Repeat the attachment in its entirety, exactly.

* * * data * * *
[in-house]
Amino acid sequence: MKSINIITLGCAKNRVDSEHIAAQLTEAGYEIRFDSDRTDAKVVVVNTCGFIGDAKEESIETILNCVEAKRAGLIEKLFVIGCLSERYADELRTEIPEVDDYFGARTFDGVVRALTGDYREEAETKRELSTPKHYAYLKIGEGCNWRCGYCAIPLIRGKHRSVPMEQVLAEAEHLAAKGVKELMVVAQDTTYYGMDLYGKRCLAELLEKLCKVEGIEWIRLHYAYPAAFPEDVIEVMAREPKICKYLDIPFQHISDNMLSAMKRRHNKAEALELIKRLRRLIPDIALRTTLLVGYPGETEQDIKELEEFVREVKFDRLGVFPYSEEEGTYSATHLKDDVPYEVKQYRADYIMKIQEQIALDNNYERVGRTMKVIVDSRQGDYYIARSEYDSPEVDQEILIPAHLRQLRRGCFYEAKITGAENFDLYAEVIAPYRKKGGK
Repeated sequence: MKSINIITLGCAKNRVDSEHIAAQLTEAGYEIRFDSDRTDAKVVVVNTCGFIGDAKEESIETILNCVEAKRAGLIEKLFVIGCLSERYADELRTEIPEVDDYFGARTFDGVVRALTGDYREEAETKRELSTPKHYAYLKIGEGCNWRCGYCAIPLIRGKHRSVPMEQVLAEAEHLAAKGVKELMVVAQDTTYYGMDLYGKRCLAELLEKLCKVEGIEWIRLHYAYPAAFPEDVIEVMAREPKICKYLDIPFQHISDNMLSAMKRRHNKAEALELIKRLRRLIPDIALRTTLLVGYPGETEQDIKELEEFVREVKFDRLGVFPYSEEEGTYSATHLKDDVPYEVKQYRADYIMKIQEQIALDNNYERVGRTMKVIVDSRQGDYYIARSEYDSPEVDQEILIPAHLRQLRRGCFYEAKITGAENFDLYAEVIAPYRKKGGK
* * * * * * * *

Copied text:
[in-house]
Amino acid sequence: MKSINIITLGCAKNRVDSEHIAAQLTEAGYEIRFDSDRTDAKVVVVNTCGFIGDAKEESIETILNCVEAKRAGLIEKLFVIGCLSERYADELRTEIPEVDDYFGARTFDGVVRALTGDYREEAETKRELSTPKHYAYLKIGEGCNWRCGYCAIPLIRGKHRSVPMEQVLAEAEHLAAKGVKELMVVAQDTTYYGMDLYGKRCLAELLEKLCKVEGIEWIRLHYAYPAAFPEDVIEVMAREPKICKYLDIPFQHISDNMLSAMKRRHNKAEALELIKRLRRLIPDIALRTTLLVGYPGETEQDIKELEEFVREVKFDRLGVFPYSEEEGTYSATHLKDDVPYEVKQYRADYIMKIQEQIALDNNYERVGRTMKVIVDSRQGDYYIARSEYDSPEVDQEILIPAHLRQLRRGCFYEAKITGAENFDLYAEVIAPYRKKGGK
Repeated sequence: MKSINIITLGCAKNRVDSEHIAAQLTEAGYEIRFDSDRTDAKVVVVNTCGFIGDAKEESIETILNCVEAKRAGLIEKLFVIGCLSERYADELRTEIPEVDDYFGARTFDGVVRALTGDYREEAETKRELSTPKHYAYLKIGEGCNWRCGYCAIPLIRGKHRSVPMEQVLAEAEHLAAKGVKELMVVAQDTTYYGMDLYGKRCLAELLEKLCKVEGIEWIRLHYAYPAAFPEDVIEVMAREPKICKYLDIPFQHISDNMLSAMKRRHNKAEALELIKRLRRLIPDIALRTTLLVGYPGETEQDIKELEEFVREVKFDRLGVFPYSEEEGTYSATHLKDDVPYEVKQYRADYIMKIQEQIALDNNYERVGRTMKVIVDSRQGDYYIARSEYDSPEVDQEILIPAHLRQLRRGCFYEAKITGAENFDLYAEVIAPYRKKGGK